January 24, 2005

The family of labour

When the post came on Friday it included, rather to my surprise, the magazine that UNISON send to all their members. To my extreme surprise, actually, given that not only have I resigned from UNISON but I have been told that my resignation was not appropriate since according to them I was never even a member in the first place.

In fact, so important was it to them to show that I was not a member that they gave me an impossible ultimatum of about a couple of weeks to pay them two and a half years' worth of subs in one go, which I doubted they would have done had the member concerned not been in dispute with them. And indeed, this vital issue, which absolutely had to be cleared up almost instantly such was its importance, turns out to be urgent only insofar as it allowed them to avoid having to answer, at a public tribunal, for the failings of internal UNISON democracy. Not so important that they have to strike me off their records or anything. This inescapable matter of principle turns out to be one last piece of humbug to add to the large and dismal pile.

In the post a day or two before, came my copy of Private Eye, which I had the opportunity to read over the weekend. A story in the Rotten Boroughs column, headlined Grovelling Apology, caught my eye.

Aptly-named former Doncaster Unison official Frank Perks made several appearances in this column before stepping down in disgrace last year after being found guilty of harassing a black colleague. After he was mentioned in Eye 1020 as a drinking crony of former council leader Colin Wedd, Unison demanded that we apologise to Perks, "A hard-working...dedicated Unison officer". Alas, no apology was forthcoming.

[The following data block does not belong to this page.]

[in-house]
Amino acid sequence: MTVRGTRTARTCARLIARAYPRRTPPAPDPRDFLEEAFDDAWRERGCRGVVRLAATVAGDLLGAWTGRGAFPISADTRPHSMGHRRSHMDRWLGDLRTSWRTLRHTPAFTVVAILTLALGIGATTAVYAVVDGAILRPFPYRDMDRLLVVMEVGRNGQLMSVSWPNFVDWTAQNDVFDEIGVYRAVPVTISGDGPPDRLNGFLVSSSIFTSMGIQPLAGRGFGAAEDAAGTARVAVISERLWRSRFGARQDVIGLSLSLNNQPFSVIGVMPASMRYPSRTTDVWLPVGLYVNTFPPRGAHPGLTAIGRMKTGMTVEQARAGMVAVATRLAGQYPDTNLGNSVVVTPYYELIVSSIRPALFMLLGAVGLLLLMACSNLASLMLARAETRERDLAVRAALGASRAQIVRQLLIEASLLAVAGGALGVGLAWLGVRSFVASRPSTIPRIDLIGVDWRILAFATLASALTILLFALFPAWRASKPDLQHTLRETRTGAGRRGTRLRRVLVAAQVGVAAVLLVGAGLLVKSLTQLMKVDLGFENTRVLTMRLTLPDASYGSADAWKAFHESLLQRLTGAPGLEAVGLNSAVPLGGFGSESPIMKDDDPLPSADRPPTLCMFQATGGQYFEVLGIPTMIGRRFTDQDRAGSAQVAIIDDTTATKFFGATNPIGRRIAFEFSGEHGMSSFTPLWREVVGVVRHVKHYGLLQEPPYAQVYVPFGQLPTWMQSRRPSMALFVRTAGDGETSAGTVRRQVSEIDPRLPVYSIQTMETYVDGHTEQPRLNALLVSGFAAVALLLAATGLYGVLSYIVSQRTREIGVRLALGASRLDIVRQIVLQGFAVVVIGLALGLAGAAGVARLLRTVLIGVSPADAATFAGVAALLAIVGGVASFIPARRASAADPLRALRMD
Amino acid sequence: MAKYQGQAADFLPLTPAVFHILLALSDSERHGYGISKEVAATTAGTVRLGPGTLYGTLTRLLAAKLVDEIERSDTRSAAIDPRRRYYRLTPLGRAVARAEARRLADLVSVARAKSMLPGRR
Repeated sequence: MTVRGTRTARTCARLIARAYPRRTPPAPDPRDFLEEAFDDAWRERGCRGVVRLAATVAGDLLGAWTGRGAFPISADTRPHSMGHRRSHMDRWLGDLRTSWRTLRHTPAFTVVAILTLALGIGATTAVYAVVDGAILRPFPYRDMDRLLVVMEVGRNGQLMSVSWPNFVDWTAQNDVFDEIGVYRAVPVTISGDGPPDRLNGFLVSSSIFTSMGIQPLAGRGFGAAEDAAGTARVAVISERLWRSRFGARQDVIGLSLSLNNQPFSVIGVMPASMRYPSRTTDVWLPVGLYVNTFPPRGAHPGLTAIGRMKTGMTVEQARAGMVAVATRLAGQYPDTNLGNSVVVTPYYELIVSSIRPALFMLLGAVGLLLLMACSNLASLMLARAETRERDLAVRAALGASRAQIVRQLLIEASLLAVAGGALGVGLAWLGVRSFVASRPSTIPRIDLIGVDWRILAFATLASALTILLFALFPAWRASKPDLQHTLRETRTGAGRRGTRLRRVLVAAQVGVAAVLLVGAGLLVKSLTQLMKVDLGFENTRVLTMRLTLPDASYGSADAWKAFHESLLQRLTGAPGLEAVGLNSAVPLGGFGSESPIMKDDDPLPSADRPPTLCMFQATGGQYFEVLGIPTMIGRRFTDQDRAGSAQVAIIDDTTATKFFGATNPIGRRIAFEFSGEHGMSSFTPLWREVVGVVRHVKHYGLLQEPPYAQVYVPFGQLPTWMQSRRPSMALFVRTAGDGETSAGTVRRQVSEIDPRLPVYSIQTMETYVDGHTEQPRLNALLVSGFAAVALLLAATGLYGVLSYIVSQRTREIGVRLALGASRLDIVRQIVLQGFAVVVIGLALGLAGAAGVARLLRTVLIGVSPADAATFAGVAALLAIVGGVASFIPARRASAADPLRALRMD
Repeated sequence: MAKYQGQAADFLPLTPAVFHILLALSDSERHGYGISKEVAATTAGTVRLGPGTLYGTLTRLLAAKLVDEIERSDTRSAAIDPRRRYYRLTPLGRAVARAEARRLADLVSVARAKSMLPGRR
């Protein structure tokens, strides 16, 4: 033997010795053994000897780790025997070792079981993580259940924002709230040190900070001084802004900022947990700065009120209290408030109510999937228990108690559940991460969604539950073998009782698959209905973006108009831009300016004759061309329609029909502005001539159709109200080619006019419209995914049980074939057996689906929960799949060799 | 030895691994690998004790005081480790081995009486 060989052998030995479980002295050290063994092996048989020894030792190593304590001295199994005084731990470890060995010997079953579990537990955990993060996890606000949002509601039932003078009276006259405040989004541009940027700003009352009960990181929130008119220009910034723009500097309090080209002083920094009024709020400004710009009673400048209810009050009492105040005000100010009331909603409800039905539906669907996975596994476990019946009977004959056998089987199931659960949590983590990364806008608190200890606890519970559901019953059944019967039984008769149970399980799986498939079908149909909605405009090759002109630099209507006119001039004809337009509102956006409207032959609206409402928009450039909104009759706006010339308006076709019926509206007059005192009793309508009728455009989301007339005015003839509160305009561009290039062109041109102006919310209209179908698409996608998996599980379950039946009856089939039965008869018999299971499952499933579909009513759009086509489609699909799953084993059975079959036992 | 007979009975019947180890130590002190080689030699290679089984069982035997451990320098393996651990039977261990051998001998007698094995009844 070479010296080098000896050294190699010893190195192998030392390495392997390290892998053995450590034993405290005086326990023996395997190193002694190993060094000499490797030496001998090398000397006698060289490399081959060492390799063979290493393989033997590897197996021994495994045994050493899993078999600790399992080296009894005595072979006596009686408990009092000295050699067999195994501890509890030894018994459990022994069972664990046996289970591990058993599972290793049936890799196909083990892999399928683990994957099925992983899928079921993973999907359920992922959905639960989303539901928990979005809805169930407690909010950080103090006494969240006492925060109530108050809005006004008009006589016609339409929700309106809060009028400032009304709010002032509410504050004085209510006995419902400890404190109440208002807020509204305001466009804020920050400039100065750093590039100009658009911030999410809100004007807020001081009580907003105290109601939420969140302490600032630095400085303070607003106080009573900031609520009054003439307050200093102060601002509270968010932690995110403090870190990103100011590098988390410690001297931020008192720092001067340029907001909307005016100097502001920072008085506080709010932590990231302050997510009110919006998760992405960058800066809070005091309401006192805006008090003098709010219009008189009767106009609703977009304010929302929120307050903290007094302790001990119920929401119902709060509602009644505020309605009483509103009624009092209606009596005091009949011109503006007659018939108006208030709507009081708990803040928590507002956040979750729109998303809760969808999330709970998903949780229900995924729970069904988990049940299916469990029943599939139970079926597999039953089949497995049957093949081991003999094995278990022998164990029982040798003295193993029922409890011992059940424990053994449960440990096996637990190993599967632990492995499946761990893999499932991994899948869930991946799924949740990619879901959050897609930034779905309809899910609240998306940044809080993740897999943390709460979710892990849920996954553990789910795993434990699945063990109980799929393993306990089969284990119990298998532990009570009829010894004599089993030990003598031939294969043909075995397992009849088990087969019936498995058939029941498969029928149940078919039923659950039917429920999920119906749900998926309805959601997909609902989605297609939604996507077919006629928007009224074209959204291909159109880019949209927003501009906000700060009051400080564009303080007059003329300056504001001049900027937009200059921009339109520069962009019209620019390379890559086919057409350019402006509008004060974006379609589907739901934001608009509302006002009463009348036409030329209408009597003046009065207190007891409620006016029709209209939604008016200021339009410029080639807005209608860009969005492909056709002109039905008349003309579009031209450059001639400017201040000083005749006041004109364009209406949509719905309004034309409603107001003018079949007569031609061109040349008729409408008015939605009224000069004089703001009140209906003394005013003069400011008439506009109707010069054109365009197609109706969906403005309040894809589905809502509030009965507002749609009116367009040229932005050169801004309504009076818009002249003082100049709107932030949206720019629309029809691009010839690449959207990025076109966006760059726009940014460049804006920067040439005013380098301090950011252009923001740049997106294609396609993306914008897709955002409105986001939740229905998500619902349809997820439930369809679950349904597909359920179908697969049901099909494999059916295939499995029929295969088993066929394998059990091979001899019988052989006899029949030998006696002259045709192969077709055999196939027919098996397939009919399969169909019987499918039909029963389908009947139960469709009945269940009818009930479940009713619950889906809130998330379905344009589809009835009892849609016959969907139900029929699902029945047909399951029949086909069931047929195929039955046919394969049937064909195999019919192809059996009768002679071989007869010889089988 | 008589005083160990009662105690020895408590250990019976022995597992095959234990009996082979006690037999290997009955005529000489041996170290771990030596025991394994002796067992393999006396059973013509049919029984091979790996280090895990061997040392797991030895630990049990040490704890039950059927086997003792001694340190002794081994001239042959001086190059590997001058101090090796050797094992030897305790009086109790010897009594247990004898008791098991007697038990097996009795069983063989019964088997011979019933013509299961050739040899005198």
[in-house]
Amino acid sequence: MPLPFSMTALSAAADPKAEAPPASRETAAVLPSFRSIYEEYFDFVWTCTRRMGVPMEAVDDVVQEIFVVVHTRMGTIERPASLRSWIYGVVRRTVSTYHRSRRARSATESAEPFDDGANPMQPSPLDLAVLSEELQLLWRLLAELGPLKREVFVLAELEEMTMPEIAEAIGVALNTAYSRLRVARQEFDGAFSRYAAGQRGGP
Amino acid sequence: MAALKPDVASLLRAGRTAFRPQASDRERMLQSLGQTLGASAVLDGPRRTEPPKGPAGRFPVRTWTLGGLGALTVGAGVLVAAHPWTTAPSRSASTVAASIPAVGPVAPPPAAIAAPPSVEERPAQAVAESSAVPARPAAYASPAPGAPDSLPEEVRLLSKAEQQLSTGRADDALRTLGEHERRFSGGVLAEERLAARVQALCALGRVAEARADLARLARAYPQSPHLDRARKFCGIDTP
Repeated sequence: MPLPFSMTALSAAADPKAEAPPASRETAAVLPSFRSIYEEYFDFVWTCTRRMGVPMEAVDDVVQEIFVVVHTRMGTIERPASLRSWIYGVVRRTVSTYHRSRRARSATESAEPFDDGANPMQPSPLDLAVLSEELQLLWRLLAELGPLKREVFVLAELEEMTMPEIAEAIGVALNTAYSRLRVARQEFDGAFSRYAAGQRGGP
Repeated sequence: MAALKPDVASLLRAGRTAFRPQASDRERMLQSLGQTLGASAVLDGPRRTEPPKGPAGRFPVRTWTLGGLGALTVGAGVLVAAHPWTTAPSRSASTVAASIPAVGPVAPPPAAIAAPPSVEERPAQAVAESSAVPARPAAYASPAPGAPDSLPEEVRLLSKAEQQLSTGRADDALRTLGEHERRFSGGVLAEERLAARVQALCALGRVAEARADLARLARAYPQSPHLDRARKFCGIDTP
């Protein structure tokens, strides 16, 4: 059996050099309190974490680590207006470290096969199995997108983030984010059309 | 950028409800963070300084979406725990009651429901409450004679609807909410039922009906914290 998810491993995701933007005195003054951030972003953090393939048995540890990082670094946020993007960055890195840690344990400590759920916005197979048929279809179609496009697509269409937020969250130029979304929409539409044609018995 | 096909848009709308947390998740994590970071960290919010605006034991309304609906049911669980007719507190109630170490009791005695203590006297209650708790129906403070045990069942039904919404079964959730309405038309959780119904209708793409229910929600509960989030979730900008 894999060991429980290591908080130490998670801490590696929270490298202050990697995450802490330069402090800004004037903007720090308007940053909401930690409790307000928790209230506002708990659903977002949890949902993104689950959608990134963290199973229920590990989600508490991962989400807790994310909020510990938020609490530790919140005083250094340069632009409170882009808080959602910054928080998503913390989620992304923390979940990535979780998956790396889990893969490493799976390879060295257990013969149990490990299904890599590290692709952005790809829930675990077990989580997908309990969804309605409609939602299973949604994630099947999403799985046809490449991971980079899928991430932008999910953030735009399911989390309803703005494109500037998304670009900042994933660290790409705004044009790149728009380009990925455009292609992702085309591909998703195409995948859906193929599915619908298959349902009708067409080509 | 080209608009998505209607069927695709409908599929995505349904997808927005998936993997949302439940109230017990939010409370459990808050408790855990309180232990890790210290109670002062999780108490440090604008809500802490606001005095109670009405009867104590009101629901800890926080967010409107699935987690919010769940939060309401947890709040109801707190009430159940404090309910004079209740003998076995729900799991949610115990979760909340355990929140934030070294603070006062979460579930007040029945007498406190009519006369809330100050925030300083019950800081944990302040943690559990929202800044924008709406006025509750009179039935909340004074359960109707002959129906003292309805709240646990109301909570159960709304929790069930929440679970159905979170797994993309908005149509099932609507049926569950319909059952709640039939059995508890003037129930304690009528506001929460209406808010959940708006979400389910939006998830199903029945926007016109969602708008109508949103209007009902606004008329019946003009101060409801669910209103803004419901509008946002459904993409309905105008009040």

In Eye 1033 we told how a Brighton landlady had sent a £500 bill after Perks and others had attempted to purloin a bottle of Bailey's from her bar, smashing a vase in the process, during the 2001 Unison conference.

Now, at long last, an apology has been delivered - by Frank Perks! It comes in response to a libel action against him begun by fellow Unison officer Doug Wright over the contents of an election address circulated by Perks when he stood against Wright for a union job in 2002. According to his statement, Perks did not mean to suggest that Wright had "threatened to set fire to his house"; nor that Wright had "stolen from Unison subscriptions by abusing the photocopier and printing the leaflets for his own purposes"; and Perks definitely did not believe that Wright had "lied to, threatened, bullied or intimidated other members of staff." As well as the grovelling apology, Perks has agreed to pay Wright's legal costs.

All is not lost for Perks, however. He continues to be approved as a suitable candidate for Labour in the local elections.

All of which is only of interest because the Regional Secretary in charge of refusing to investigate my complaint, of ensuring that UNISON members' subs were spent on an expensive barrister from Matrix Chambers and of writing the letter giving me an impossibly short period to pay the missing subs was somebody called Linda Perks. I wonder if by any chance they could be related?


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